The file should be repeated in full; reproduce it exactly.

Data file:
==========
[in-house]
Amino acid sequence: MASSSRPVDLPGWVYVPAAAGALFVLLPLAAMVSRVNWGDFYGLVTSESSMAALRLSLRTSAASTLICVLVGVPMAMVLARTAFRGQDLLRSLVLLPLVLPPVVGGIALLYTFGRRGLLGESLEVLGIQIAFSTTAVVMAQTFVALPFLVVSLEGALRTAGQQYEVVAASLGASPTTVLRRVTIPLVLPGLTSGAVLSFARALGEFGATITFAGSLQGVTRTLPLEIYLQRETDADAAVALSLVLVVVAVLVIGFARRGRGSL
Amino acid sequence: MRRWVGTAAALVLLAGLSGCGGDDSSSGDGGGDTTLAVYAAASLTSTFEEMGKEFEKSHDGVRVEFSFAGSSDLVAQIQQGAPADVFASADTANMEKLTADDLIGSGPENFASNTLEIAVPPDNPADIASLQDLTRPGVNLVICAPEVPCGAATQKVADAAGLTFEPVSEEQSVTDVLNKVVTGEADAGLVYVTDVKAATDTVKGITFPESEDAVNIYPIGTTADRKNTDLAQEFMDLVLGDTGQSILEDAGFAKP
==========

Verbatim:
[in-house]
Amino acid sequence: MASSSRPVDLPGWVYVPAAAGALFVLLPLAAMVSRVNWGDFYGLVTSESSMAALRLSLRTSAASTLICVLVGVPMAMVLARTAFRGQDLLRSLVLLPLVLPPVVGGIALLYTFGRRGLLGESLEVLGIQIAFSTTAVVMAQTFVALPFLVVSLEGALRTAGQQYEVVAASLGASPTTVLRRVTIPLVLPGLTSGAVLSFARALGEFGATITFAGSLQGVTRTLPLEIYLQRETDADAAVALSLVLVVVAVLVIGFARRGRGSL
Amino acid sequence: MRRWVGTAAALVLLAGLSGCGGDDSSSGDGGGDTTLAVYAAASLTSTFEEMGKEFEKSHDGVRVEFSFAGSSDLVAQIQQGAPADVFASADTANMEKLTADDLIGSGPENFASNTLEIAVPPDNPADIASLQDLTRPGVNLVICAPEVPCGAATQKVADAAGLTFEPVSEEQSVTDVLNKVVTGEADAGLVYVTDVKAATDTVKGITFPESEDAVNIYPIGTTADRKNTDLAQEFMDLVLGDTGQSILEDAGFAKP